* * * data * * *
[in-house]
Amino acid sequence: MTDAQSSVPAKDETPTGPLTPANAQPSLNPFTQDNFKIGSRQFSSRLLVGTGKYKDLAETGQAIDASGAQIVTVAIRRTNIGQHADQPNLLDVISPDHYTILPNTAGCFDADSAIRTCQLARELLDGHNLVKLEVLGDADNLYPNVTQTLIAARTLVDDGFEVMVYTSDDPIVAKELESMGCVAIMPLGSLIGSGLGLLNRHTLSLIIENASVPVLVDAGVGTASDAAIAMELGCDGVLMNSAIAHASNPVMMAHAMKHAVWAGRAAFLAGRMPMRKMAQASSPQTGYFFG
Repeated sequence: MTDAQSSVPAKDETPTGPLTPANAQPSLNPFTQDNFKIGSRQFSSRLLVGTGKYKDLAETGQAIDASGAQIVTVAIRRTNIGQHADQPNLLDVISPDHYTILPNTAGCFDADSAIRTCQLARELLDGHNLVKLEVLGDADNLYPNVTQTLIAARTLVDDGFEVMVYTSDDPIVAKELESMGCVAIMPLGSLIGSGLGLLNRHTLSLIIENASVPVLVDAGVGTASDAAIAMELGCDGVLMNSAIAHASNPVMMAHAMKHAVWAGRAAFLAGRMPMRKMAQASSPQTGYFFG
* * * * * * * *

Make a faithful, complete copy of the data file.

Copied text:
[in-house]
Amino acid sequence: MTDAQSSVPAKDETPTGPLTPANAQPSLNPFTQDNFKIGSRQFSSRLLVGTGKYKDLAETGQAIDASGAQIVTVAIRRTNIGQHADQPNLLDVISPDHYTILPNTAGCFDADSAIRTCQLARELLDGHNLVKLEVLGDADNLYPNVTQTLIAARTLVDDGFEVMVYTSDDPIVAKELESMGCVAIMPLGSLIGSGLGLLNRHTLSLIIENASVPVLVDAGVGTASDAAIAMELGCDGVLMNSAIAHASNPVMMAHAMKHAVWAGRAAFLAGRMPMRKMAQASSPQTGYFFG
Repeated sequence: MTDAQSSVPAKDETPTGPLTPANAQPSLNPFTQDNFKIGSRQFSSRLLVGTGKYKDLAETGQAIDASGAQIVTVAIRRTNIGQHADQPNLLDVISPDHYTILPNTAGCFDADSAIRTCQLARELLDGHNLVKLEVLGDADNLYPNVTQTLIAARTLVDDGFEVMVYTSDDPIVAKELESMGCVAIMPLGSLIGSGLGLLNRHTLSLIIENASVPVLVDAGVGTASDAAIAMELGCDGVLMNSAIAHASNPVMMAHAMKHAVWAGRAAFLAGRMPMRKMAQASSPQTGYFFG